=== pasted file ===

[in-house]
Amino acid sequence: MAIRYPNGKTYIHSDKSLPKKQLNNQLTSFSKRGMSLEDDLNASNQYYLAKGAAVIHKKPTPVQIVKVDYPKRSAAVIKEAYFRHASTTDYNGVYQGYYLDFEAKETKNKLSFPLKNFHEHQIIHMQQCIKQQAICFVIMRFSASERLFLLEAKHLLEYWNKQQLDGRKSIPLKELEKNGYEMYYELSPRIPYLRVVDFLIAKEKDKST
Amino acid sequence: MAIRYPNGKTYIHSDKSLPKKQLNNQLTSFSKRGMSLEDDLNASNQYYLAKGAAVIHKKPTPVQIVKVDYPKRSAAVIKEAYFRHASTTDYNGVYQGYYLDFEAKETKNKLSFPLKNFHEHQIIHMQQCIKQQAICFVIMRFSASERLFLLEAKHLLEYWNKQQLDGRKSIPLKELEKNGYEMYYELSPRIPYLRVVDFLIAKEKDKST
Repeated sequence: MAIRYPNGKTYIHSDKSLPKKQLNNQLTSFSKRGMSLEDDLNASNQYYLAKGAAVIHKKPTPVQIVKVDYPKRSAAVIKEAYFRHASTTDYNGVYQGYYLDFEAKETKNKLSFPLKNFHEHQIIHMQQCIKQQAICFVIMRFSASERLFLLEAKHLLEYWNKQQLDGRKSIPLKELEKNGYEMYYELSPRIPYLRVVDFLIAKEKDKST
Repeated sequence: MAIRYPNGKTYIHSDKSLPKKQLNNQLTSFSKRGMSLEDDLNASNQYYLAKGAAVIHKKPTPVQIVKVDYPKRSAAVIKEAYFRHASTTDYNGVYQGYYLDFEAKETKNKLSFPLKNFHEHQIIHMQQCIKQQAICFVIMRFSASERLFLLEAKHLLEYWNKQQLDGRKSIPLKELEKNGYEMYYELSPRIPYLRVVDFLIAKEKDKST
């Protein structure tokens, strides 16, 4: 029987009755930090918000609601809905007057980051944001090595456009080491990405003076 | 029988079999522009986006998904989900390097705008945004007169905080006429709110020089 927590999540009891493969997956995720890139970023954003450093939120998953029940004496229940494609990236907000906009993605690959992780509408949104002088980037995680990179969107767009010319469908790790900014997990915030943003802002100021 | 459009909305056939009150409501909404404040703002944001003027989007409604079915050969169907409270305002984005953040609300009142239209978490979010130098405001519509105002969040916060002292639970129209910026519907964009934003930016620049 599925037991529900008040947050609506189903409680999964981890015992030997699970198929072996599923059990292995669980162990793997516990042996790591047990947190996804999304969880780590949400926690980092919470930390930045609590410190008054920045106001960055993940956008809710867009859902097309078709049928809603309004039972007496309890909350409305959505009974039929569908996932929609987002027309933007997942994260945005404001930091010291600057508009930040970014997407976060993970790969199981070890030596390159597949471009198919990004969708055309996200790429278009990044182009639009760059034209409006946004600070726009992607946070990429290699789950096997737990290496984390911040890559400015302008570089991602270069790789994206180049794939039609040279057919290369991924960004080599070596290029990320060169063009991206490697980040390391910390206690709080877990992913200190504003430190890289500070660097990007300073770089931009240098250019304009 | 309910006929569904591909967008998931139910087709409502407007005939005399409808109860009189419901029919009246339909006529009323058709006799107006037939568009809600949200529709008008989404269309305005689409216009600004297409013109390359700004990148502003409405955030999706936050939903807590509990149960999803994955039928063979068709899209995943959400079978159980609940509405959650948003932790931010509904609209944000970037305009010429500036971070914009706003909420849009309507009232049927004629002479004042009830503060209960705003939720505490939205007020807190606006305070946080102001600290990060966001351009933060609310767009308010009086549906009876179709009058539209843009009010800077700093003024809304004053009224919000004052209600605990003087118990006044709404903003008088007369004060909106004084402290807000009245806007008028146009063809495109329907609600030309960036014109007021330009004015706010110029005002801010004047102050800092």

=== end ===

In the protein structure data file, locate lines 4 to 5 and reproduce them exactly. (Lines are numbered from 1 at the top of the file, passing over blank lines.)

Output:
Repeated sequence: MAIRYPNGKTYIHSDKSLPKKQLNNQLTSFSKRGMSLEDDLNASNQYYLAKGAAVIHKKPTPVQIVKVDYPKRSAAVIKEAYFRHASTTDYNGVYQGYYLDFEAKETKNKLSFPLKNFHEHQIIHMQQCIKQQAICFVIMRFSASERLFLLEAKHLLEYWNKQQLDGRKSIPLKELEKNGYEMYYELSPRIPYLRVVDFLIAKEKDKST
Repeated sequence: MAIRYPNGKTYIHSDKSLPKKQLNNQLTSFSKRGMSLEDDLNASNQYYLAKGAAVIHKKPTPVQIVKVDYPKRSAAVIKEAYFRHASTTDYNGVYQGYYLDFEAKETKNKLSFPLKNFHEHQIIHMQQCIKQQAICFVIMRFSASERLFLLEAKHLLEYWNKQQLDGRKSIPLKELEKNGYEMYYELSPRIPYLRVVDFLIAKEKDKST